Vienna, June 13 – Clashes between members of different ethnic groups in Stavropol over the last month and equally the reactions of the Russian media and Russian officials to them suggest that these events represent “a final warning for Moscow” that its current approach to ethnicity and citizenship is dangerously wrong.
That is the disturbing but persuasive argument advanced by Sergei Markedonov, one of the most frequent and thoughtful Moscow commentators on ethnicity, religion and civil society in the northern Caucasus, in a carefully reasoned article posted online today (http://www.prognosis.ru/news/region/2007/6/13/kondopoga_stavropol.html).
More than last summer’s clashes in the Karelian city of Kondopoga and more than the recent March of “Those who Disagree” in the capitals, he argues, the conflicts that in Stavropol between Russians and non-Russians threaten to gain support on their own and to become “an extra-systemic force” that will threaten the country.
The Russian authorities and the Russian media have failed to understand that, Markedonov continues, paying attention to the events in that North Caucasus city only when senior officials from Moscow and the Southern Federal District arrived on the scene a week after the first outbreak of violence.
That lack of attention by officials and the mainstream media allowed time for various Internet sites to fill up with stories blaming outside agitators, foreign “forces” the interior ministry or other officials for what has taken place in Stavropol. That is extremely unfortunate, the Moscow analyst says.
The Stavropol events are not the product of some outside force and they are “not a crisis in the career of particular responsible officials … [or] an outbreak of Russian fascism or Chechen nationalism.” Were only those phenomena involved, he suggests, Russia and Russians could breathe easier.
But in fact, Markedonov argues, the events in Stavropol, which represent the rise of “the pogrom as a means of resolving inter-ethnic problems is a systematic crisis of Russia’s nationality policy,” one that threatens not only inter-ethnic and inter-confessional peace but the country as a whole.
Tragically, what has taken place in Stavropol, he suggests, reflects Moscow’s willingness to allow ethnic group through institutions like National Cultural Autonomies to assume “the functions of quasi-statehood,” thus reducing the significance of Russian citizenship, limiting the responsibility of individuals and making violence more likely.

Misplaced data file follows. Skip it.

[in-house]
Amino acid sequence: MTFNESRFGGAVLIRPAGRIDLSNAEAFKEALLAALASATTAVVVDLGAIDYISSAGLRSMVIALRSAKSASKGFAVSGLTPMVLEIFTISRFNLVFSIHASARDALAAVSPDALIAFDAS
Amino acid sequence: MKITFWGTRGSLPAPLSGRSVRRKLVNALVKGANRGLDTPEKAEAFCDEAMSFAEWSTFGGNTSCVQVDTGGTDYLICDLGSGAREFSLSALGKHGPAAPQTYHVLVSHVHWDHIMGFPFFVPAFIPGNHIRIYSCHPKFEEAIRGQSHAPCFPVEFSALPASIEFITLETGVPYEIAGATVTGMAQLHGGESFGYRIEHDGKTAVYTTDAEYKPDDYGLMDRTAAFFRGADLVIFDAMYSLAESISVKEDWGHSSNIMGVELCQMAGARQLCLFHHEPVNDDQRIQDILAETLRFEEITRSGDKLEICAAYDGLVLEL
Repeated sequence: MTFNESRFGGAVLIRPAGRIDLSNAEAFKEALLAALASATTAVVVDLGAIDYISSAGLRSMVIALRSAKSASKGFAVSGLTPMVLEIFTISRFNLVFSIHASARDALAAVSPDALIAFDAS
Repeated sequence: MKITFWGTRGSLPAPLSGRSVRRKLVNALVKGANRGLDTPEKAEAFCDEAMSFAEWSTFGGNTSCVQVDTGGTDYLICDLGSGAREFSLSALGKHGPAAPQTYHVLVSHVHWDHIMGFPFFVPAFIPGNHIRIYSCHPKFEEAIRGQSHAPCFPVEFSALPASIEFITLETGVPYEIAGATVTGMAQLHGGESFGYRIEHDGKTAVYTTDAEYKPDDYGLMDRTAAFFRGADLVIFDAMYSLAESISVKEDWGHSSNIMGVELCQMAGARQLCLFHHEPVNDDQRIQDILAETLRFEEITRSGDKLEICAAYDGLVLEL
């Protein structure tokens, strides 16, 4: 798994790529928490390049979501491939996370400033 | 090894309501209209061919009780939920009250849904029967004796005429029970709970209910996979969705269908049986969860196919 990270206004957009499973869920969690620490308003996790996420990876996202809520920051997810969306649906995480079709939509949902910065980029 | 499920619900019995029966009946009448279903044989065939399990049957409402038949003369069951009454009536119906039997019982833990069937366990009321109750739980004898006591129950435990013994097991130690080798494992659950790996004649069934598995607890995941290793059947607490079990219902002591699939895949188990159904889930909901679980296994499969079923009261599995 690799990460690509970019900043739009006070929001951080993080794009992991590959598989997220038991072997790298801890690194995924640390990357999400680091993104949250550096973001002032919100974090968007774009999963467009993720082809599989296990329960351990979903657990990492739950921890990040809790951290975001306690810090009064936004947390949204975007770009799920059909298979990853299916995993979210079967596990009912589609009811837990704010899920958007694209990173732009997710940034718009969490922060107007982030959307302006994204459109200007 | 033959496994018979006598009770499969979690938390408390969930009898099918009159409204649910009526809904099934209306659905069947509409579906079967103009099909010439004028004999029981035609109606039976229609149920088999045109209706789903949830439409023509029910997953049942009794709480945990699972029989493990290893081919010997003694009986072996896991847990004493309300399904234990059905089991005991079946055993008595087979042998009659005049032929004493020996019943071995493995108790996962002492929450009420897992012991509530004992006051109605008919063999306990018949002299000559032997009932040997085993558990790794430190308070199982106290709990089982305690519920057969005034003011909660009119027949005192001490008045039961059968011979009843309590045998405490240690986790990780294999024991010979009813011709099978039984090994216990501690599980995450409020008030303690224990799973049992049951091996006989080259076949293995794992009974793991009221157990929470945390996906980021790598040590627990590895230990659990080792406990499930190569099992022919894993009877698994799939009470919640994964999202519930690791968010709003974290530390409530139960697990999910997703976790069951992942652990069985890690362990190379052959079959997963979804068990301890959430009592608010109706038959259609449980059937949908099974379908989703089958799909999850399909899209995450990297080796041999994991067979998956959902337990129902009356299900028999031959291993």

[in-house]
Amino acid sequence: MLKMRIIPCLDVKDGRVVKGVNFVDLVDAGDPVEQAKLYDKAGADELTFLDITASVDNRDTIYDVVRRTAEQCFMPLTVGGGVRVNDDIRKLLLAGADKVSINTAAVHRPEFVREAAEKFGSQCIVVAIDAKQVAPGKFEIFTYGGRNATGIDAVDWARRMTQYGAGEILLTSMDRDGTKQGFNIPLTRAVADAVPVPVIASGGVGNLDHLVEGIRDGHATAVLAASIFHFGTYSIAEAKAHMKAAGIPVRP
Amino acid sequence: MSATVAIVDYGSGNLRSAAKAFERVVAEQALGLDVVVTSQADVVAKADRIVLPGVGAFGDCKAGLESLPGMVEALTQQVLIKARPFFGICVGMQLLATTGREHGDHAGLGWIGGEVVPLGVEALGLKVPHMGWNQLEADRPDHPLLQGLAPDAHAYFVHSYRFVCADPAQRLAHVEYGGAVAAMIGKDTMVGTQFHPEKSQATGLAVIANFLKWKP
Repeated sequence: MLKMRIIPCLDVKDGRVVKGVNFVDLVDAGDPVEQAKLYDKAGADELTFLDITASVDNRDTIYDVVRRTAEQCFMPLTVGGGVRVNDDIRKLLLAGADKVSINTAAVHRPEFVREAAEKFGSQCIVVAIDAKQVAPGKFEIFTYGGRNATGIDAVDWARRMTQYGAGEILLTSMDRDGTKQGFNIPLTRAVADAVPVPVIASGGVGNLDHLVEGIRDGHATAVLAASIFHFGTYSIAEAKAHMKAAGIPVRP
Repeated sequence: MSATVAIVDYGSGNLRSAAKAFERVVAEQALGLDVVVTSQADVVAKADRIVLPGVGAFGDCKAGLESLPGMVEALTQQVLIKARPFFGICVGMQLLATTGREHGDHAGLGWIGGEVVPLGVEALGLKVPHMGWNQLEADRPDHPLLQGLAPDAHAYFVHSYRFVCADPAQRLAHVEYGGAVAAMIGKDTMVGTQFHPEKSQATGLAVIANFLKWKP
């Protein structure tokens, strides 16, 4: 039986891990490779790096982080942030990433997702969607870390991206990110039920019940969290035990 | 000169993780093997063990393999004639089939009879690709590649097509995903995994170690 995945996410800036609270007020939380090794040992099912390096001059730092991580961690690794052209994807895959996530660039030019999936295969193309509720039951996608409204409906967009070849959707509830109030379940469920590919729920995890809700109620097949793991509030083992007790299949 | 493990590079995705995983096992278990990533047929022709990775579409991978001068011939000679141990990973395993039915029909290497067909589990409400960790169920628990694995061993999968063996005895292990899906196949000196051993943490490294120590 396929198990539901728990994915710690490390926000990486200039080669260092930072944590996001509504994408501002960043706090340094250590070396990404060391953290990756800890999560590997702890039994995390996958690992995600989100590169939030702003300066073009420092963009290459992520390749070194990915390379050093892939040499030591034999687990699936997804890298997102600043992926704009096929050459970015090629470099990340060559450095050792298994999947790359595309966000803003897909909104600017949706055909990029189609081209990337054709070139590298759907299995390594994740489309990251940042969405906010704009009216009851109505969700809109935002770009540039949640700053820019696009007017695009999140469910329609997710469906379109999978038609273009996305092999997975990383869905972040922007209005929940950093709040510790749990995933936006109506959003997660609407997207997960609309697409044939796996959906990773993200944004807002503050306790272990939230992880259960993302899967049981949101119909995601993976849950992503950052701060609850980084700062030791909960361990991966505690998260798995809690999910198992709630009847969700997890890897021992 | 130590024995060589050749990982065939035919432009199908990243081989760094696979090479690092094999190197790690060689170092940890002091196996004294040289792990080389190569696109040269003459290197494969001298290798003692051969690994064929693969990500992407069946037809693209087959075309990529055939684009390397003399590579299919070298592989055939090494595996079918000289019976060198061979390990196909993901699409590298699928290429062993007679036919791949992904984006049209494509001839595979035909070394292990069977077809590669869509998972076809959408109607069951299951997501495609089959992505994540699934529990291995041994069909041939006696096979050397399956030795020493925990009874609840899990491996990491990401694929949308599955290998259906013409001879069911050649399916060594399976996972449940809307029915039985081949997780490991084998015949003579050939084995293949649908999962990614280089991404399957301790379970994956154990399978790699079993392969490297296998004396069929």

When a member of an ethnic diaspora violates the law, Markedonov argues, he is not brought to justice as an individual. Instead, the Russian authorities treat the ethnic community of which he is a member – Russian or non-Russian – as bearing a kind of “collective responsibility.”
This “institutionalization of ethnicity leads to a situation in which any crime of an individual citizen – and the Chechens in Stavropol are Russian citizens – is considered as a crime of the entire ethnic group, which thus acquires the status of ‘a collective personality.’”
As a result, Markedonov stresses, the Russian authorities now deal with such crimes not on an individual but on a group basis, something that emboldens members of many groups and that undermines the common civic nationality that must be the basis of any modern state.
The reason Stavropol must be a wake-up call for the Russian state and the citizens of the Russian Federation as a whole, he goes on to say, is that events there show how far this process has gone, how ethnic communities and some de jure federation subjects “are becoming de factor quasi-states” with their own policies toward immigrant groups.
And because that is the case, Markedonov says, “membership in this or that ethnic community [now appears to have in the eyes of many] priority in comparison with any attachment to Russia, to the Russian state and society.” Such a situation means that “the common legal space” Putin has long sought “remains an unrealized goal.
If Russia is to avoid a new round of disasters, the Moscow writer argues, the authorities must work toward the formation of a single Russian [rossiiskiy] political-civil nation.” Any other course, including the one the Stavropol events suggest it is now on, will lead to disaster.
“The path of ethnic delimitation in Russia [will] not be that of the Czech Republic and Slovakia,” Markedonov insists. And consequently, ethnic identity cannot be allowed to assume a role greater than that of civic nationalism if the Russian Federation is to remain together.
“Ethnicity cannot integrate a poly-ethnic community into a single whole. On the contrary, its politicization is the path toward conflicts and new Kondopogas,” the Moscow ethnic affairs specialist concludes. And he pointedly adds the following observation:
“In the realization of the project of ‘a civic nation,’ ethnicity will not be excluded from the life of each person, [but] it will occupy only its proper place as a cultural factor. [And] not more than that.”